Monday 21 March 2016

Perfectly right for this performer at this time - Kimiko Ishizaka performs The Art of Fugue with her own completion

Kimiko Ishizaka playing a Bösendorfer Photo credit: Intuitive Fotografie - Philippe Ramakers
Kimiko Ishizaka
Photo credit: Intuitive Fotografie - Philippe Ramakers
Bach Der Kunst der Fuge (The Art of Fugue); Kimiko Ishizaka; St Aposteln Kirche, Cologne
Reviewed by Robert Hugill on Mar 13 2016
Star rating: 5.0

Performed from memory, and on the piano, Bach's enigmatic late work in a new completion

JS Bach's Die Kunst der Fuge - The Art of (the) Fugue BWV 1080 remains something of a mystery regarding its purpose, was it really written for performance and by what instruments? And the work is equally tantalising because the final contrapunctus is incomplete.

The German Japanese pianist Kimiko Ishizaka has been slowly exploring the keyboard music of Bach. She recorded the Goldberg Variations in 2012 as part of her OpenGoldberg project, and recorded the first volume of Bach's The Well-Tempered Clavier for Navona Records in 2015. Now she has reached The Art of Fugue and in typically thorough fashion has produced her own completion of the work. Kimiko Ishizaka performed this new edition of Bach's The Art of Fugue for the first time on Saturday 19 March 2016 in the Hall (Aula) of St Aposteln Kirche in Cologne. The concert was part of Bach in the Subways.

Kimiko Ishizaka played from memory,and without a break in a performance lasting 90 minutes. In person she has quite an unassuming stage persona and at the end she seemed surprised at the warm response. But her performances are anything but unassuming, she plays without using the sustaining pedal combining a firm detaché touch with a range of legato and semi-legato . That she is a former Olympic weightlifter and powerlifter comes as no surprise when you witness such a slight form, apparently relaxed and involved in the music, producing such powerful and strongly vivid sounds.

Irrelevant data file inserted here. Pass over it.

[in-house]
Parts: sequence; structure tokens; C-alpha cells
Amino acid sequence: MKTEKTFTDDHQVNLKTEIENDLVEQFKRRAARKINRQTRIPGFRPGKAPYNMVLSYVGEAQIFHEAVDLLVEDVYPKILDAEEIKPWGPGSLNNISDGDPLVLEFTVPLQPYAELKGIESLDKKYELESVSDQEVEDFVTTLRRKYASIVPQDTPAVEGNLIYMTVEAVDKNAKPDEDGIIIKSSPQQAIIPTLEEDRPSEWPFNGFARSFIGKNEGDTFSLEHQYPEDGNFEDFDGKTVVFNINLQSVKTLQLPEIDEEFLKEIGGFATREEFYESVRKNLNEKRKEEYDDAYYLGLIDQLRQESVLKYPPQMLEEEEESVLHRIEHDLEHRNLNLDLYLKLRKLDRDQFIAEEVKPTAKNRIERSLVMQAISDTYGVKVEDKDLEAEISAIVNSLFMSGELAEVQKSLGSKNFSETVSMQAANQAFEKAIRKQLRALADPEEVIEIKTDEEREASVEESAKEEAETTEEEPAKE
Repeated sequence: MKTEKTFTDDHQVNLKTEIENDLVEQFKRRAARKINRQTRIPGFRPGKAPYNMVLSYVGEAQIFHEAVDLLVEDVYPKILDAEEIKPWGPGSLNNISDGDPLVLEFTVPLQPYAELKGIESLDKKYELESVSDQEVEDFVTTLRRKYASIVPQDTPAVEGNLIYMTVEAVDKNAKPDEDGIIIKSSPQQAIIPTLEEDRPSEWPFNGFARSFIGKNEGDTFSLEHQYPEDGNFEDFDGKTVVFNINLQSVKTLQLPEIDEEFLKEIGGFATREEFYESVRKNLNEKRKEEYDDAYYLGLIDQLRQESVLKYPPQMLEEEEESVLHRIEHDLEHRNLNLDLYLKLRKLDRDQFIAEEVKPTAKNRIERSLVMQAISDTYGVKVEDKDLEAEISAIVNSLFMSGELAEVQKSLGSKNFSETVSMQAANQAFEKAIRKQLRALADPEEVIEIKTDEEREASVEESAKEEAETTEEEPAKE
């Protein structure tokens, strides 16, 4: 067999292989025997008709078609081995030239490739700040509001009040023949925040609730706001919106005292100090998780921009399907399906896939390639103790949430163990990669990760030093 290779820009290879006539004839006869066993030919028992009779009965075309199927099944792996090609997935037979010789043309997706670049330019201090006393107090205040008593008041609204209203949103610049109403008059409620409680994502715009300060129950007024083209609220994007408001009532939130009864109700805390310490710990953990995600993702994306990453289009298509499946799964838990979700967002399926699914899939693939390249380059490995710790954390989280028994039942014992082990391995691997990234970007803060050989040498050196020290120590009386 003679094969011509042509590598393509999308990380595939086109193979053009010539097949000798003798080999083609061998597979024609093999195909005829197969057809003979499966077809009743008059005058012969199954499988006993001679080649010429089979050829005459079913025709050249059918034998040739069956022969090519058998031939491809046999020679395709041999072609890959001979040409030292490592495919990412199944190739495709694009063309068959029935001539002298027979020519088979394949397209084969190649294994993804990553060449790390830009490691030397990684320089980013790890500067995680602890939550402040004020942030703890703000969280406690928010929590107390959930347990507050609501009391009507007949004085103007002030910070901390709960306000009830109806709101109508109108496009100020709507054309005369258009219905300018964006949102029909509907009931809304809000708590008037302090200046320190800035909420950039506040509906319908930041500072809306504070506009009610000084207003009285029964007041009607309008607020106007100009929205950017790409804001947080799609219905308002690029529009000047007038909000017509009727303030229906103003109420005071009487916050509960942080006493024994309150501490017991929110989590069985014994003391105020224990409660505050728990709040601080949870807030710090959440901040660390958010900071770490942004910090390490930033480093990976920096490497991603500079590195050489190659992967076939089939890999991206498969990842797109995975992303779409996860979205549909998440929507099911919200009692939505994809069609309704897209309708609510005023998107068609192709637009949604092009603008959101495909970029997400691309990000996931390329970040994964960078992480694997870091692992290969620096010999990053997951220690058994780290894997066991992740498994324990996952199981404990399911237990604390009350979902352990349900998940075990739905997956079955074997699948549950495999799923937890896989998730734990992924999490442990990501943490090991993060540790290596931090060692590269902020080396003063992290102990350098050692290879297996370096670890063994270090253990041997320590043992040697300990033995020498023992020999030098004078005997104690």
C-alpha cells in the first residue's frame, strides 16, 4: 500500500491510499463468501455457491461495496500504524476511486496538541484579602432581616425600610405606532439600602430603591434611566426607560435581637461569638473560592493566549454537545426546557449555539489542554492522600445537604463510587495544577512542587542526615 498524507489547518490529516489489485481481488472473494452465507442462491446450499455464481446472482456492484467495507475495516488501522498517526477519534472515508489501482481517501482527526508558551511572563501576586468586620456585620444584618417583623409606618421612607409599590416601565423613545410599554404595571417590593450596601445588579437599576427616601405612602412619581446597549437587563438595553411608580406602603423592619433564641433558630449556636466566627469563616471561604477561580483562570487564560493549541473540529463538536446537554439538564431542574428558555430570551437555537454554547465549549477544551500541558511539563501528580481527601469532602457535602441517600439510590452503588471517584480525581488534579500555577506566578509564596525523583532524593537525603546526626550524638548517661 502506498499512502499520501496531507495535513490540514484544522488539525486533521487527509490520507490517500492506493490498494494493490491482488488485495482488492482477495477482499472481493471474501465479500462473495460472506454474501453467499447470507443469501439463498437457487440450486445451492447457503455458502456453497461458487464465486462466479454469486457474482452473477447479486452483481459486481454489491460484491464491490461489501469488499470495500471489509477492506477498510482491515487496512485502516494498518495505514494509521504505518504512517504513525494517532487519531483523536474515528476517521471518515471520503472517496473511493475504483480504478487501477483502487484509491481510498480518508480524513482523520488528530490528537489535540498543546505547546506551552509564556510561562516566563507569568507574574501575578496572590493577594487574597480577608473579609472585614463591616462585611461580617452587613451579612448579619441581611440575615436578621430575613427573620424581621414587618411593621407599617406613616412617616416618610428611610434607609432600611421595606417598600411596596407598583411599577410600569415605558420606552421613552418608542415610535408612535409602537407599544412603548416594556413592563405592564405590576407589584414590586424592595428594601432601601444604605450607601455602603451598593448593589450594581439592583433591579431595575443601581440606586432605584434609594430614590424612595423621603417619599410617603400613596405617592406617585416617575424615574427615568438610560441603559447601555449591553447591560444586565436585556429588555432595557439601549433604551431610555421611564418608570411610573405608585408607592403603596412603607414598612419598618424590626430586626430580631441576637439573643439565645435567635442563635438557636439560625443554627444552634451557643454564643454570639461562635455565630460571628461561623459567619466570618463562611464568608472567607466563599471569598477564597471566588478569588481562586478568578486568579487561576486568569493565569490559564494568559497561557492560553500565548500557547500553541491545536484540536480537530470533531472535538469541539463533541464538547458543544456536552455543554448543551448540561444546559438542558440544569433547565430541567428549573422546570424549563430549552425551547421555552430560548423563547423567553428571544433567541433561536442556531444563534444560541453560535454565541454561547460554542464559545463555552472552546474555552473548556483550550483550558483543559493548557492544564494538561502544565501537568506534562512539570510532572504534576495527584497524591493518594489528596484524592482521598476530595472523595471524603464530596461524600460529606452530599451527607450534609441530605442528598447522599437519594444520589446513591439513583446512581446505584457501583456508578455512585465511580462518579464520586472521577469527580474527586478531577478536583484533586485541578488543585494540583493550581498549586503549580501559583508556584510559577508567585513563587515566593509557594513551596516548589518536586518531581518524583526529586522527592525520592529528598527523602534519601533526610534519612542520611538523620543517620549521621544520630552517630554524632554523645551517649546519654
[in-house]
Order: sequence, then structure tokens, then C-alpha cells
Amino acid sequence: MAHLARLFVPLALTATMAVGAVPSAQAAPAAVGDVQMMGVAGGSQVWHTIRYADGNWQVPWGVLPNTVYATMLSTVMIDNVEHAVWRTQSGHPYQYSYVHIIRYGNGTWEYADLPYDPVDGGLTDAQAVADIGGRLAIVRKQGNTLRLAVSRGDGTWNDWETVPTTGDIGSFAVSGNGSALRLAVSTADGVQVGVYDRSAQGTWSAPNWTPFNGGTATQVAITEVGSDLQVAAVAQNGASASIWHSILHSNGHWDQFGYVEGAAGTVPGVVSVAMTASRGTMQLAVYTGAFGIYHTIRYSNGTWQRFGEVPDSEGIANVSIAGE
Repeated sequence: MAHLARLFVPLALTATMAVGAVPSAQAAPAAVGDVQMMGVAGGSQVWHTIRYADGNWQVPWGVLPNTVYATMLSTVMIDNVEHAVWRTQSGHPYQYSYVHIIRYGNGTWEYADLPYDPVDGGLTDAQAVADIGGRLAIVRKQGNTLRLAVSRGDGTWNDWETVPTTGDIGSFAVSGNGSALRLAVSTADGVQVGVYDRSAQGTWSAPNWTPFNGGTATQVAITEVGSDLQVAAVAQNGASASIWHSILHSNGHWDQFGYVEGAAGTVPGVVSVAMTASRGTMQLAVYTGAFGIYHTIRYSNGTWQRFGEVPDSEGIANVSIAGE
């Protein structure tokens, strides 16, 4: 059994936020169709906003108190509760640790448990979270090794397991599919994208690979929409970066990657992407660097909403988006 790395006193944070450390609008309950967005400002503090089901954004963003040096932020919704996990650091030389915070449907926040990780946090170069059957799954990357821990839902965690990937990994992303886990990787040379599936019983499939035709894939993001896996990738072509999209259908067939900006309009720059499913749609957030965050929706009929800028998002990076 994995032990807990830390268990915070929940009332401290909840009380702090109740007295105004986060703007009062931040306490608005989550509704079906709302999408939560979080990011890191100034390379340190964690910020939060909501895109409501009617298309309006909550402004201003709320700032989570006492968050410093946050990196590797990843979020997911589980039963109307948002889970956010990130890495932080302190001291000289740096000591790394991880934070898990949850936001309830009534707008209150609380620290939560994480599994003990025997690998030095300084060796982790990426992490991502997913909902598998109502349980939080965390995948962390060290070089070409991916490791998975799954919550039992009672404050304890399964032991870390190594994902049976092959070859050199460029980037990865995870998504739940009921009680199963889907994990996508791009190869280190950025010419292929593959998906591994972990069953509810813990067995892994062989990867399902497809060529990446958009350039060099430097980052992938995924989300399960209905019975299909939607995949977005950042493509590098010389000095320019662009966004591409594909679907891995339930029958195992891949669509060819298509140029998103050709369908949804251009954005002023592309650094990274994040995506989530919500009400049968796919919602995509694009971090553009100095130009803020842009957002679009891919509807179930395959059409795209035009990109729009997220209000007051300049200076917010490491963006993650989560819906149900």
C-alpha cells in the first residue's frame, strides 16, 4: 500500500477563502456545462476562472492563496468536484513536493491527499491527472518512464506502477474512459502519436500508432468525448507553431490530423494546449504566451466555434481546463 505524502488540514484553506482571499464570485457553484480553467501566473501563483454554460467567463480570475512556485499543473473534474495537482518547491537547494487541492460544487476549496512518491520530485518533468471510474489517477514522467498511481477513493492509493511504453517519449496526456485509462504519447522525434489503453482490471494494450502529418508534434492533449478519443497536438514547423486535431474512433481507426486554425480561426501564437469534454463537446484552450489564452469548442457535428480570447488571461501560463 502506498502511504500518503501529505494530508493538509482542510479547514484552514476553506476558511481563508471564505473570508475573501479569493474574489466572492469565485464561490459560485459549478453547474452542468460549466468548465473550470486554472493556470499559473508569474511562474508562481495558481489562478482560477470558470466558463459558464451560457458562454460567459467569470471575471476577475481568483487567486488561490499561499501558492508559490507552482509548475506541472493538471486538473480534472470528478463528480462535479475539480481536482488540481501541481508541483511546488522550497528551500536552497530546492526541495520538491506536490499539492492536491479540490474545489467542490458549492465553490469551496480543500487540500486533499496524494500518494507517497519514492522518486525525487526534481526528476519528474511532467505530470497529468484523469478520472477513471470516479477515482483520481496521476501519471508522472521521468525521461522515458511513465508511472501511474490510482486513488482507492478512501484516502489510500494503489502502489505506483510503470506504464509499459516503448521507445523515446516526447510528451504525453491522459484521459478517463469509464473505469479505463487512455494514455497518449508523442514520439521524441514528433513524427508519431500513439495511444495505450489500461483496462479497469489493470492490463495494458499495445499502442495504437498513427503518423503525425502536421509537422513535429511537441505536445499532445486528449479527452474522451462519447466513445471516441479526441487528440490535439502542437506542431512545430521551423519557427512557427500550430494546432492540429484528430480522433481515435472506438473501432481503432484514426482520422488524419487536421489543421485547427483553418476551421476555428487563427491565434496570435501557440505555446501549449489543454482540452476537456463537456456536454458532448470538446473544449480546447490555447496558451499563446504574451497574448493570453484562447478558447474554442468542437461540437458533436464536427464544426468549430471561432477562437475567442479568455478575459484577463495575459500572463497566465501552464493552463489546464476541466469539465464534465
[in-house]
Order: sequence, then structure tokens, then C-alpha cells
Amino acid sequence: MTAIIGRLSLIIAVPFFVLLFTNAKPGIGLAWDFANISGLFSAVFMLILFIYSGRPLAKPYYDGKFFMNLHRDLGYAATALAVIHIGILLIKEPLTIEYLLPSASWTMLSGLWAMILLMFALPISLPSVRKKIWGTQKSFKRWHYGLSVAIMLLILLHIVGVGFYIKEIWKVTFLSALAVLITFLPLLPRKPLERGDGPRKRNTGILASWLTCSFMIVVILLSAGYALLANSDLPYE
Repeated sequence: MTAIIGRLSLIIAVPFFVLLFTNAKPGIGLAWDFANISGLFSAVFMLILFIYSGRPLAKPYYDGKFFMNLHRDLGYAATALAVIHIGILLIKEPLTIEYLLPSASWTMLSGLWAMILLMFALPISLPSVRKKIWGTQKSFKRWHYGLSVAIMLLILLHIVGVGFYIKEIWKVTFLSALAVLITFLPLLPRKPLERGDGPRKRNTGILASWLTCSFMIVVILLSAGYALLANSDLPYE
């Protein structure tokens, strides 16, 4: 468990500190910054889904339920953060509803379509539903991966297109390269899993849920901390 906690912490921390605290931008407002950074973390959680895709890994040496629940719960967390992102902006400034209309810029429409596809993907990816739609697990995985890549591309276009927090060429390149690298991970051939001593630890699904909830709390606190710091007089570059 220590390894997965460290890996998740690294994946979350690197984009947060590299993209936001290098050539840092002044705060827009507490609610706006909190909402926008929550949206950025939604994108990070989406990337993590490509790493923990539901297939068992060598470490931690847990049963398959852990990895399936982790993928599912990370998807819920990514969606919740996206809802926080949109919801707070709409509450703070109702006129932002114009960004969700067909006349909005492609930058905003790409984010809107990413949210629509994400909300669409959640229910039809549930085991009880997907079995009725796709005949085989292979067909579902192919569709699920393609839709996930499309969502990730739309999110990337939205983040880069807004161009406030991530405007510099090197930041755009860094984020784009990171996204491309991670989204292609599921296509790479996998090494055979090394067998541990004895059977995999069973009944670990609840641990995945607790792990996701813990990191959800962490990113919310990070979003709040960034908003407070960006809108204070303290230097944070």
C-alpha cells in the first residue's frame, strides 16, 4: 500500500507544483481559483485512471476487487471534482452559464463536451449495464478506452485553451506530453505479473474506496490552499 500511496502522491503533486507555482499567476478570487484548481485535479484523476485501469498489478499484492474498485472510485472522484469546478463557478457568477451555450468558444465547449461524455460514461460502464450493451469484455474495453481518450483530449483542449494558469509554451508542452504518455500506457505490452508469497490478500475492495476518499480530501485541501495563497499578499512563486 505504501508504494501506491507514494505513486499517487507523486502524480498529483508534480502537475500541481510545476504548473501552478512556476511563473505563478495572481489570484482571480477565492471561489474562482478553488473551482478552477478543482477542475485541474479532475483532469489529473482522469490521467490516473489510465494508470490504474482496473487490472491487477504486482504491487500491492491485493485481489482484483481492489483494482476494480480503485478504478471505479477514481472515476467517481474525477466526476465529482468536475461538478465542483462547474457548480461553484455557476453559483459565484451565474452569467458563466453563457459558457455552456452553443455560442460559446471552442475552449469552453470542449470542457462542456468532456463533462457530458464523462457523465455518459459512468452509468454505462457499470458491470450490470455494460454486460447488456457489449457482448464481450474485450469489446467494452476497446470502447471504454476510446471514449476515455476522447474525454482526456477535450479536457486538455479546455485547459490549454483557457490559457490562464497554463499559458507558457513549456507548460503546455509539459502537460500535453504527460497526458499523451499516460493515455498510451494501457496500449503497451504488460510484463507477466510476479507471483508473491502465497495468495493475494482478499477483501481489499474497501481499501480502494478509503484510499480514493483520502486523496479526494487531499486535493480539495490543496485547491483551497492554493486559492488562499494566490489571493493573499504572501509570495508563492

Kimiko Ishizaka's style is perhaps a halfway house between Romantic and HIP, she keeps the clarity of line and detached feel of HIP Bach at the piano but shapes it in an expressive manner with a dynamic range clearly romantic, and each of the fugues was individually characterised.

Bach's The Art of Fugue, written in the 1740s, has no clear performance tradition coming from the composer's lifetime. The manuscript and first printed edition (from 1751, the year after Bach's death) are written on multiple staves suggesting instrumental performance, but this was also an older style of writing keyboard music. There have been suggestions that the individual lines do not correspond to ranges of instruments in Bach's day, but others counter with the fact that some of the movements do not lend themselves easily to keyboard performance. The work may not be unfinished, some modern scholars suggest the final pages may be lost. Any performer has to digest much of this and then forget it, and recreate the work in their own image during performance.

Kimiko Ishizaka at St. Aposteln Kirche, Cologne
Kimiko Ishizaka at St. Aposteln Kirche, Cologne